‘Words With Friends’
Words with friends is an exiting new game, to me that is. At first I hesitated downloading it because I prefer to only have usefull apps and content on my iphone.
but, I after my sister forcefully downloaded it for me, I was actually greatfull! needless to say, it’s the only game on my Iphone. But what makes WWF so good, that even a sophisticated business like myself can enjoy you ask? well ill tell you.
Let’s begin with the price, which is it’s selling point, so to speak. It sells for ninety-nine cents, but you can download the free ‘lite’ version, like I have, before you fork over your hard earned pennies. It’s available on both apple and Android operating systems, as well as for tablets! have this game on both, my Ipad and iPhone because, as I mentioned before, its highly addictive. And it’s not only me, even Alec Baldwin is obsessed with it. He tweeted, after being kicked of an A&A plane:
“Flight attendant on American [Airlines] reamed me out 4 playing WORDS W FRIENDS while we sat at the gate, not moving.”
But what makes this app so addictive and entertaining, that famous actors would rather miss their flight than turn WWF off?
Essentially, WWF is a digital socialized version of the popular board game, Scrabble. It packs both the entertainment and the competitiveness of the board game, but with many more exciting features. To begin, you need to create an account. You may connect using your Facebook profile or your e-mail address. Once you’ve done that, you can challenge your friends, as well as your ‘friends’. The same goes for your email. Also, if you don’t want to play with friends, you can challenge a complete stranger. This works via the ‘smart match’ feature. This feature determines your skill level and finds someone of the same level for you to play with. WWF allows you to play up to twenty different games at a time, which is an amazing feature, because you’re not restricted to only a game, waiting for your opponent to make a move, you have the freedom to play multiple games, keeping you even busier and more entertained.
Moving into the actual gameplay, anything goes. Well, sort of. You see, unlike the board game, WWf doesn’t care or force you to consider words twice before laying them down. It gives you an infinite amount of chances to make a word, and even when you do make a word, it asks you to think twice before submitting it. So your basically winging it, hoping something is accepted. You must always start from the center, on the ‘plus’ tile, every other word that follows must be attached to previously played words. The winner of the game is the person with the most points. That means you must strategize so as to combine more than one bonus tile. Another way to victory is if you, by some miracle, form a word out of all the seven letters given. A strategy that I have begun to you is, forcing your opponent to the outside of the board, during which your overall objective is to obtain a Triple Word Square, which triples your points. However, don’t feel like this is a do or die game. It has many handy features that could be used to anyone’s advantage.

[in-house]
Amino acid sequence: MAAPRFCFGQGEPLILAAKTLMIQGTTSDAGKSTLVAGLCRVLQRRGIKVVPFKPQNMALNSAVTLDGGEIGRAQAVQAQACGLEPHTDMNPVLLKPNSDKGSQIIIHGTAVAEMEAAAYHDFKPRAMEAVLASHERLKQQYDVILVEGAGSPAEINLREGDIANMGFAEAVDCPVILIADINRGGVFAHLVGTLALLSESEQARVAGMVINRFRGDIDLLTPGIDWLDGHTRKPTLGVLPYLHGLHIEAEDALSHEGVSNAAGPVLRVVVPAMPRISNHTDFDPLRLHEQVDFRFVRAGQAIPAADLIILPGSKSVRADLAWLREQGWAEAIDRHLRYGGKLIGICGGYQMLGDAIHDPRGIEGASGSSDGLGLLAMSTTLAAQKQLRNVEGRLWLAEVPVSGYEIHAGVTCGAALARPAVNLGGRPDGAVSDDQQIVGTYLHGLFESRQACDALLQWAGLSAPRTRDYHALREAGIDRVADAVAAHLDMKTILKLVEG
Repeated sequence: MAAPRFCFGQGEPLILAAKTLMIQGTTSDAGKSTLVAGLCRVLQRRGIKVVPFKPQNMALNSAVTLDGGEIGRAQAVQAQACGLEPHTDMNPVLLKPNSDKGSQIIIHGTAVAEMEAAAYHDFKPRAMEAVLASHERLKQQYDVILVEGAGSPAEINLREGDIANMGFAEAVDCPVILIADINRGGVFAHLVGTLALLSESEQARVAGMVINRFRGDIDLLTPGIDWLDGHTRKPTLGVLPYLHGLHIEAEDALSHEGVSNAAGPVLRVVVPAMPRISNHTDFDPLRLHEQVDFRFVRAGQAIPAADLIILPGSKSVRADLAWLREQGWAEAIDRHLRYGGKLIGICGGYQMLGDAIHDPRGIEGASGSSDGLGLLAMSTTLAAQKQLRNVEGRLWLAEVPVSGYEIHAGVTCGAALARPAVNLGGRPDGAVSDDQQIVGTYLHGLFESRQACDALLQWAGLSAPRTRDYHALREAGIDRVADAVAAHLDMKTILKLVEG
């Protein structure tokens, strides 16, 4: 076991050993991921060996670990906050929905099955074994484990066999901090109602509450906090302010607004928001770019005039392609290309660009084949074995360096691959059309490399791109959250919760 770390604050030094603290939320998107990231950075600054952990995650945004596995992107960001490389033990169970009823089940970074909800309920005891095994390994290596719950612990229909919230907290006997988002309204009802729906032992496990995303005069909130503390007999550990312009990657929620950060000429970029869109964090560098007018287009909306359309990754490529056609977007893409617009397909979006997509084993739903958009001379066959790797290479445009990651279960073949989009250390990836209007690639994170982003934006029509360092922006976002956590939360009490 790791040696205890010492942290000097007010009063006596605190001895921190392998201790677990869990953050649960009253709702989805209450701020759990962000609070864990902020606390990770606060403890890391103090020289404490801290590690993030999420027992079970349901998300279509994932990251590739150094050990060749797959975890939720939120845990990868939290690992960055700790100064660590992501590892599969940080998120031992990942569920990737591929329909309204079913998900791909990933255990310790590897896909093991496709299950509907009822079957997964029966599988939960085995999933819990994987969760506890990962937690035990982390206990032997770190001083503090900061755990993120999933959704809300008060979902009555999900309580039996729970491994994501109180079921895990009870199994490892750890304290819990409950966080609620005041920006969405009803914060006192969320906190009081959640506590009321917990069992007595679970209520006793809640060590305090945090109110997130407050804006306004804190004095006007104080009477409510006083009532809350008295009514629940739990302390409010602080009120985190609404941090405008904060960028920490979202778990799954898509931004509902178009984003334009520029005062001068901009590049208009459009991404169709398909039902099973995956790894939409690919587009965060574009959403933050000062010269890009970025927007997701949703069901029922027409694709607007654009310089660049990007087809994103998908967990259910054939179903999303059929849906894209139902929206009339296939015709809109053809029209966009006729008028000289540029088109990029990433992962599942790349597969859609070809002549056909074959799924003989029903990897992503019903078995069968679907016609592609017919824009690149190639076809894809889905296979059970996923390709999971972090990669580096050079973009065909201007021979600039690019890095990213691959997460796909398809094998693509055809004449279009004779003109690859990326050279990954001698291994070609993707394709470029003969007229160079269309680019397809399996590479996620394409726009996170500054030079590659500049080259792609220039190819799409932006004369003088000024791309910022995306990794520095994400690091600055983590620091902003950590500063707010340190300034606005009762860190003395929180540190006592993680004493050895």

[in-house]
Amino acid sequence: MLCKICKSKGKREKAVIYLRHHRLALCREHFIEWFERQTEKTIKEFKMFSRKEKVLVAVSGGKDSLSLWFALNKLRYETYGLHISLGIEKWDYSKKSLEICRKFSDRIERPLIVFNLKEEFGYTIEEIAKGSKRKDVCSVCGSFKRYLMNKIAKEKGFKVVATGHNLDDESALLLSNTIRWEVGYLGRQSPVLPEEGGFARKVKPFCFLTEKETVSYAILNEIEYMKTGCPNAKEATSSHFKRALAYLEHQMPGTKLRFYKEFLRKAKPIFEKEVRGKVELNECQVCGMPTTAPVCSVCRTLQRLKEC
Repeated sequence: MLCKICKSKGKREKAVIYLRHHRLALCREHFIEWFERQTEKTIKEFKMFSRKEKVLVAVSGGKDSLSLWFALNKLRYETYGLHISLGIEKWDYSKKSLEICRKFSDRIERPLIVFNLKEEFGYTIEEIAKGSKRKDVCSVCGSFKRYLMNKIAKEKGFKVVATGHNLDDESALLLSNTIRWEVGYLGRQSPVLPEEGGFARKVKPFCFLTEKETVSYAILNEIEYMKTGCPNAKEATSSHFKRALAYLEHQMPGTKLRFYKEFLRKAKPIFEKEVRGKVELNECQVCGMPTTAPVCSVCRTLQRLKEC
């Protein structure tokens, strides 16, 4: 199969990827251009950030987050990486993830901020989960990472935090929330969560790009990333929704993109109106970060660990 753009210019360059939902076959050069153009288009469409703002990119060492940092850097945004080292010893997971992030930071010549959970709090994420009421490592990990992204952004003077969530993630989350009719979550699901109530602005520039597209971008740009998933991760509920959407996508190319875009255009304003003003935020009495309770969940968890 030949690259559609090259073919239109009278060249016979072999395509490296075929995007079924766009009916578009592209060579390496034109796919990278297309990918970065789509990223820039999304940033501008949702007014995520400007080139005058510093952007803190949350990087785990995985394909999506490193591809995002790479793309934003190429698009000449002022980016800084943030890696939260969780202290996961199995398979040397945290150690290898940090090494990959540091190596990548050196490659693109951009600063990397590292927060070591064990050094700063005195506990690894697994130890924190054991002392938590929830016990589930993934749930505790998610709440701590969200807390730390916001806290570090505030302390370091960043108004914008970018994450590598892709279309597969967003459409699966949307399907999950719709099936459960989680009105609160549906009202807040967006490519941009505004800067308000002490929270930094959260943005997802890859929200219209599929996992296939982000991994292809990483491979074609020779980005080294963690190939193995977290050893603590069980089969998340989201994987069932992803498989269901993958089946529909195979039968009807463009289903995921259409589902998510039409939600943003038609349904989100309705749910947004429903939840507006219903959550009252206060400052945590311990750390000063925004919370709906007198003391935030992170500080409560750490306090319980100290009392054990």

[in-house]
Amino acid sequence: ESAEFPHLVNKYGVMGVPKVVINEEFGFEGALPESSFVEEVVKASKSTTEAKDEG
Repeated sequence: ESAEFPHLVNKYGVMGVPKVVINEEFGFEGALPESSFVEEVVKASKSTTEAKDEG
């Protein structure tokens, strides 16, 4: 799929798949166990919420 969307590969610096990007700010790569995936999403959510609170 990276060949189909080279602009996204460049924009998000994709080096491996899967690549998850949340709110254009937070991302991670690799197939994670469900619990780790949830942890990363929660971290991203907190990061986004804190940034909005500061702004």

For example, the ‘Pass’ feature allows you to skip your turn if you’re ‘lost for words’ so to speak. It also has a ‘shuffle’ feature, which prevents you from straining your eyes, and brain for that matter mentally rearranging the letters, instead you can shuffle them with just the tap of the screen. And if after shuffling your letters you still can’t create a word, then you can use the ‘swap’ feature, which allows you to choose which letters you want to swap out for new ones.
Don’t worry though, if you feel you can’t contrive a word with your letters, you can pass. But be forewarned, you can only pass three times, after which you will forfeit the game.
But perhaps what makes the game addictive is its ‘chat’ feature. This feature allows you to simultaneously make a move, while also intimidating or trash talking your opponent.
I personally love to intimidate my opponent because, like everyone, I want to win!
The one and only con that I encountered while playing the game, is that some words which we normally consider grammatically correct, or part of our every day vocabulary, arent considered valid words in the game. Even some’urban words’ or slang. however, I prefer that urban and slang be kept out either way, though I would appreciate some more flexability and additions to the vocabulary index.
To sum it all up: the game is a ‘socialized scrabble’: fun, addictive, entertaining, and helpful. The fact that you can simultaneously play with over twenty people makes it addictive. You could have a never ending amount of moves to make. Though the game in its self is entertaining, the chat feature magnifies it. I personally trash talk my little cousins and nephews, making bets on who will win, setting time limits per word, and even just convincing them to quit, which sounds mean and all, but when your as incredibly competitive as I am, this is normal behavior! However, the chat feature could also be used to to socialize with strangers and let certain things off your chest. Which is incredibally beneficial for people with socail anxiety or incredibaly shy persons. Perhaps using WWF and its chat feature, these people can improve their social skills and better ‘fit in’ with society. Finally, WWF is helpful because of the aformentioned personality development opportunities, but also because it helps children, and even adults of all ages better their vocabulary. My nephews are perfect examples of this benefit. They would spend hours at a time, dicitonary and thesaurus at hand looking for words to beat me at this game. and it is because of the addicition this game brings forth that my nephews have gained lexical richness, and are now using words two to three grade levels beyond them! Take it from me, download the game, you won’t regret it, give it a try, you have nothing to lose!